Getting The Right Amount Of Exercise
Implementing Physical Activity Guidelines
The Week That Was
Fasting is more popular with readers than I thought it would be, and it was great to hear your personal experiences about what has and hasn’t worked for you.
Most people who responded had followed the 16-8 fast, confining eating to an eight-hour window from between 10 am-12 pm to 6 pm-8 pm.
I don’t know if I could make it through to bedtime if I ate my last meal at 6 pm, but I learned how it could be a good option with younger children going to bed earlier and then you’re up early in the morning.
The other fascinating insight was that multiple people who have been fasting long term found it took much longer than 10-14 days for the hunger patterns to reset, with timeframes from three to six weeks.
That’s longer than I’ve seen in my experience working with clients who have tried fasting, but it’s great to know.
Thanks for the feedback, and I appreciate the insights into your experiences. It’s always good to hear different perspectives on how different strategies have gone upon implementation.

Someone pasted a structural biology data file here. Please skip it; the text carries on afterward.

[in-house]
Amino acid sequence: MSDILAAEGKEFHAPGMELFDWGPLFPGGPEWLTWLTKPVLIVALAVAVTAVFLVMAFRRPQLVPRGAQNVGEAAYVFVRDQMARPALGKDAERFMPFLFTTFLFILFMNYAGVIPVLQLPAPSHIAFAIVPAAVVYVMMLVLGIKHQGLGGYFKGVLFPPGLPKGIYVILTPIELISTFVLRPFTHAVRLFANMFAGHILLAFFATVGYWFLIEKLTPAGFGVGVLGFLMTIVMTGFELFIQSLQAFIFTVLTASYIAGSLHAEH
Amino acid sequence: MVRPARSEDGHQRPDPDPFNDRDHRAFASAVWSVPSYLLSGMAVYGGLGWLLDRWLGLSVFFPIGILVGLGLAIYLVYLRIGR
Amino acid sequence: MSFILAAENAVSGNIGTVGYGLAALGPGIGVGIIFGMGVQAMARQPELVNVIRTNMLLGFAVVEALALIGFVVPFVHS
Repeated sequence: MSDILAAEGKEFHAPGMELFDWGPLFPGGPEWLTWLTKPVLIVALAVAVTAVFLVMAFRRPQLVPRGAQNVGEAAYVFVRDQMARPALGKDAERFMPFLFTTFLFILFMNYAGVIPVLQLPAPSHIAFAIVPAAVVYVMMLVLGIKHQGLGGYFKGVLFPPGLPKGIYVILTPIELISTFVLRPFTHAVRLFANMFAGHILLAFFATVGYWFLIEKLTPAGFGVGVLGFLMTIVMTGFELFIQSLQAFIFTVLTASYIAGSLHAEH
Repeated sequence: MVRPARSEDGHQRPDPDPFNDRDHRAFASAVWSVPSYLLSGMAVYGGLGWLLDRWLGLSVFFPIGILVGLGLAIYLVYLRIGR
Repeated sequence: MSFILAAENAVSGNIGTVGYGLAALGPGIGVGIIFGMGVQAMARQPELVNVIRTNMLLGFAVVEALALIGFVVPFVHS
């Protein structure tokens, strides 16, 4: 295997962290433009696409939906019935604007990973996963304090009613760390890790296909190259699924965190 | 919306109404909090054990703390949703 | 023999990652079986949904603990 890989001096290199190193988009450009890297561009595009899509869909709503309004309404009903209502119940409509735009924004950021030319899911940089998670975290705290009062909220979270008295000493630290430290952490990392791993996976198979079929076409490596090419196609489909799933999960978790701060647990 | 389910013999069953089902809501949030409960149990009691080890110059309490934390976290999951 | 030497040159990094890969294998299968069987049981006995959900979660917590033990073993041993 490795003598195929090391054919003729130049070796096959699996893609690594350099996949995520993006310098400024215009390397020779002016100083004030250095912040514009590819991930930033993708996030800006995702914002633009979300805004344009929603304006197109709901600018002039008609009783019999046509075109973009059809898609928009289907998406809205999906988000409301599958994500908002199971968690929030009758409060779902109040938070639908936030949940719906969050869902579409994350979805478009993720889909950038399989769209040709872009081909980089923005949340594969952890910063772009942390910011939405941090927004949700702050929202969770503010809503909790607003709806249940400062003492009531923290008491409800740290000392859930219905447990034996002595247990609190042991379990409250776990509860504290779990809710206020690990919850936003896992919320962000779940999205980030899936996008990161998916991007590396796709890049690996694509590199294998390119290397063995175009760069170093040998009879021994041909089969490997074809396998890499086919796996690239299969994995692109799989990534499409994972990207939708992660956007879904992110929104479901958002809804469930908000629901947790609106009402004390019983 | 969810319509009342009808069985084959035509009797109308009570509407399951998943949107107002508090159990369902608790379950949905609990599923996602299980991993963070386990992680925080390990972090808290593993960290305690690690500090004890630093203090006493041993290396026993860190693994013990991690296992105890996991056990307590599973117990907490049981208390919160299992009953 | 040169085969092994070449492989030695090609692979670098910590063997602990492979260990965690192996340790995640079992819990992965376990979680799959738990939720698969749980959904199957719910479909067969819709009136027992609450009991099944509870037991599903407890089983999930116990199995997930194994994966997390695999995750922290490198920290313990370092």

My training this week has been steady and unremarkable. It’s very humid, which makes even early morning cardio sessions just a bit more challenging, but the increased perspiration makes it look like I’ve worked hard.
This week’s article is all about training and helping to ensure you’re doing enough of it, so let’s get straight into it.
A Guide to Getting the Right Amount of Exercise
Four primary training variables must be considered when developing a program: frequency, intensity, time (duration) and type of exercise (FITT).
They each interact with each other during individual sessions and across the week.
The duration will typically decrease as intensity increases, but there may be scope to increase frequency.
The more types of exercise you do, the higher frequency that can be tolerated because different body parts are being taxed. Training the lower body six days a week is likely to overload it, but if you split six sessions into upper and lower (or push and pull), you can still go to the gym six days per week if you want to.